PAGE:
How to solve "failed to mount: no such device" error with the docker daemon

How to solve "failed to mount: no such device" error with the docker daemon

In this article, we will go about solving this error, and also go over what causes the error in the first place.


The solution to this problem could be as simple as rebooting your system.

The problem is caused mostly when the kernel updates itself during a system update. In my case, I was on Arch Linux when I ran the command sudo pacman -Syu to start a system update.

Upon completing the update, an error came up on my screen when I tried to run docker .

I used the following command to check the docker daemon logs - (Only works for systemd-based distros)

sudo journalctl -xeu docker.service

This was the output -

The first error message says - msg="failed to mount overlay: no such device" storage-driver=overlay2

Let us try to understand what overlay is and what are Layers in the context of Docker containers.

Docker Layers

Containers were meant to be a better and more efficient alternative to VMs, the preferred solution for running applications in isolation. Individual VMs do not share any resources between them. Each VM has its own full-fledged operating system which creates its own file system. Even two VMs of the same operating system share nothing with each other. While this kind of setup also has its use cases, it's a waste of resources in our context. Containers solve this problem by sharing resources.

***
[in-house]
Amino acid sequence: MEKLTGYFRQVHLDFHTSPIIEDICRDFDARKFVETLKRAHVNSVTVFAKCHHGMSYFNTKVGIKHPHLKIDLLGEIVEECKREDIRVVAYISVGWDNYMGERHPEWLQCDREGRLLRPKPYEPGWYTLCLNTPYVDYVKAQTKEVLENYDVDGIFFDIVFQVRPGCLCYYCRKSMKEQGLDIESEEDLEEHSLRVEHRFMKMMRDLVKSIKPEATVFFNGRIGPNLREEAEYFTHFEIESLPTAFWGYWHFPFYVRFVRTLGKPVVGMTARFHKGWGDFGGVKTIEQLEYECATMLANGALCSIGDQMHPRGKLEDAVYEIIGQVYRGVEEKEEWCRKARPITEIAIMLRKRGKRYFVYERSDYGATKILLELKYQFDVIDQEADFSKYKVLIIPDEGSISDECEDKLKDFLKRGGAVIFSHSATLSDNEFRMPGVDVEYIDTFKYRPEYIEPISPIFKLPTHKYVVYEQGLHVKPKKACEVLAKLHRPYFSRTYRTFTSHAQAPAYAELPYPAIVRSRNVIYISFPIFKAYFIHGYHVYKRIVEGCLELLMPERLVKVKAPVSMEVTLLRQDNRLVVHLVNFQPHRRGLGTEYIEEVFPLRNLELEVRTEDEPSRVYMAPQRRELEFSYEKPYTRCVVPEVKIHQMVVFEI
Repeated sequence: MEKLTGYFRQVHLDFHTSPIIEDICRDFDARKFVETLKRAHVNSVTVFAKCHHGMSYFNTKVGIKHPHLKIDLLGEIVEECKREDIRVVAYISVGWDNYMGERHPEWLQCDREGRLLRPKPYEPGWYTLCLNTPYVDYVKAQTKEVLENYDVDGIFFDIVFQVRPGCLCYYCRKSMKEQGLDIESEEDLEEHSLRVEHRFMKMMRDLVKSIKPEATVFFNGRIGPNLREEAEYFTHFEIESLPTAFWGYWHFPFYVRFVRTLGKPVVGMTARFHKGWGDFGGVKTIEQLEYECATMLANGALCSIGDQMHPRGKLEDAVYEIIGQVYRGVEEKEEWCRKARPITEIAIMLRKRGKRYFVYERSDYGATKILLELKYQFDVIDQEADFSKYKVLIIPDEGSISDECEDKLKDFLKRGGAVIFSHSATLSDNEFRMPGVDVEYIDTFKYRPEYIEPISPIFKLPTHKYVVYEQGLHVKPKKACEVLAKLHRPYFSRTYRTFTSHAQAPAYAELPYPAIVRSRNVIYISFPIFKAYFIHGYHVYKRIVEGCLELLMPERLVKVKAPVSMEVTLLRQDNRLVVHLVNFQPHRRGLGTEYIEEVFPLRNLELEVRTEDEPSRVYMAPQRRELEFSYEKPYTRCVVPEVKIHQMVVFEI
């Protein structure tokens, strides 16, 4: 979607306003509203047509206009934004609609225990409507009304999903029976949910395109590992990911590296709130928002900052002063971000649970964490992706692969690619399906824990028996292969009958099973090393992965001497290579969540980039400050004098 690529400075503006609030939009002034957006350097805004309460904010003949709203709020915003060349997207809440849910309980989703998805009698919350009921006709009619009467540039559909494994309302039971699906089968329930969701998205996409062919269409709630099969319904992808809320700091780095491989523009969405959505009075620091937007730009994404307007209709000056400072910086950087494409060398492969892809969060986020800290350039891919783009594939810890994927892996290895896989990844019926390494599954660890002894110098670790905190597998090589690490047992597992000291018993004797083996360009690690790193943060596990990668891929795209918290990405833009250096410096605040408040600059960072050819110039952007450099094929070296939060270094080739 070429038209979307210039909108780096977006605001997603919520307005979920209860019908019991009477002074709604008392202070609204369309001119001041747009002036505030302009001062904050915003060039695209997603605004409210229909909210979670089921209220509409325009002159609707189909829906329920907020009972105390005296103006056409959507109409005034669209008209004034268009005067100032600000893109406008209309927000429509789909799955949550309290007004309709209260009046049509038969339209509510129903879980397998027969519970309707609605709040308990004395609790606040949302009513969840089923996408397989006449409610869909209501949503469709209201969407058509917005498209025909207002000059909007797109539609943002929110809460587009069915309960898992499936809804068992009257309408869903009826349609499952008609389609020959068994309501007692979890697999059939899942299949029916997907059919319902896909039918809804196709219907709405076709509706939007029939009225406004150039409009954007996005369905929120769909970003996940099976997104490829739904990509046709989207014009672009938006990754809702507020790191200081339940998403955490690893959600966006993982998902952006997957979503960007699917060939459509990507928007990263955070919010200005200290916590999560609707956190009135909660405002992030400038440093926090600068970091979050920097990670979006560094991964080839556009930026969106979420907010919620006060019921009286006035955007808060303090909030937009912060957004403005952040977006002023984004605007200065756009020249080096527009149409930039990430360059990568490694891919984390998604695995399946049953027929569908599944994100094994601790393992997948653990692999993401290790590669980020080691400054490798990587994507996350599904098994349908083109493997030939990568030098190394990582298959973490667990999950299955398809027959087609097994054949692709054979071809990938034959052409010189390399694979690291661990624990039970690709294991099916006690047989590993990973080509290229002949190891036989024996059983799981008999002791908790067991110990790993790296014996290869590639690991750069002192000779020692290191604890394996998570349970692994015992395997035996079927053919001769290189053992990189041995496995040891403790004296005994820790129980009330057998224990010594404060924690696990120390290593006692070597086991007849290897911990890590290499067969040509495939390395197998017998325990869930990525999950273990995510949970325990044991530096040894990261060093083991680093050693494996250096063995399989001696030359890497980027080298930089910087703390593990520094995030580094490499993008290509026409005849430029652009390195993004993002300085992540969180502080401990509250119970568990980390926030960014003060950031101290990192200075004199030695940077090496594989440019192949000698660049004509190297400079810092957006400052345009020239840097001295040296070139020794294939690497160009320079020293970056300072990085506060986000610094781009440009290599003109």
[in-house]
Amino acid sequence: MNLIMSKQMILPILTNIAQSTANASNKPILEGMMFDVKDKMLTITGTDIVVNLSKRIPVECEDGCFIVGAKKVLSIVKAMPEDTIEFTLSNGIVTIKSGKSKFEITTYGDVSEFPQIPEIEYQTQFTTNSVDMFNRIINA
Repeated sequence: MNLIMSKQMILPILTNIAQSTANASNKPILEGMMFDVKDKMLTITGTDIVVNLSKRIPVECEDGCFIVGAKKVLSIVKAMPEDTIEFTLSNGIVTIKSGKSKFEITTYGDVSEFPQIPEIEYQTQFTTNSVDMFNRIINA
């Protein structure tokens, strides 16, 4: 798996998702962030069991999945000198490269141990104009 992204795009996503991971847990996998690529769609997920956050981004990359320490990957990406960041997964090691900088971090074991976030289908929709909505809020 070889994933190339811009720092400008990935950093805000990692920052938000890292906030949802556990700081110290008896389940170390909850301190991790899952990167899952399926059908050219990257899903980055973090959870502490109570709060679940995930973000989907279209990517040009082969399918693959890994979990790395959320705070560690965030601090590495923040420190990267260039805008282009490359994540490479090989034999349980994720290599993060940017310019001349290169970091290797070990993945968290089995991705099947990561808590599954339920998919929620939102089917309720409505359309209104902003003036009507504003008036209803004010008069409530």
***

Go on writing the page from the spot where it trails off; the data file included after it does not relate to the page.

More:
What is an image? It's a collection of filesystem layers and metadata. These layers are together run by Docker as a container. Containers are a running instance of an image. We can run multiple containers of the same image.

Docker implements a copy-on-write mechanism. Multiple containers share the same base system of the base image. The base directory of the image is read-only and all the changes are recorded in a different directory which is then layered on top of the base directory. The Overlay driver is used by Docker to implement it's layered file system. Layers can be shared across multiple running containers.

References :

Learn more about docker layers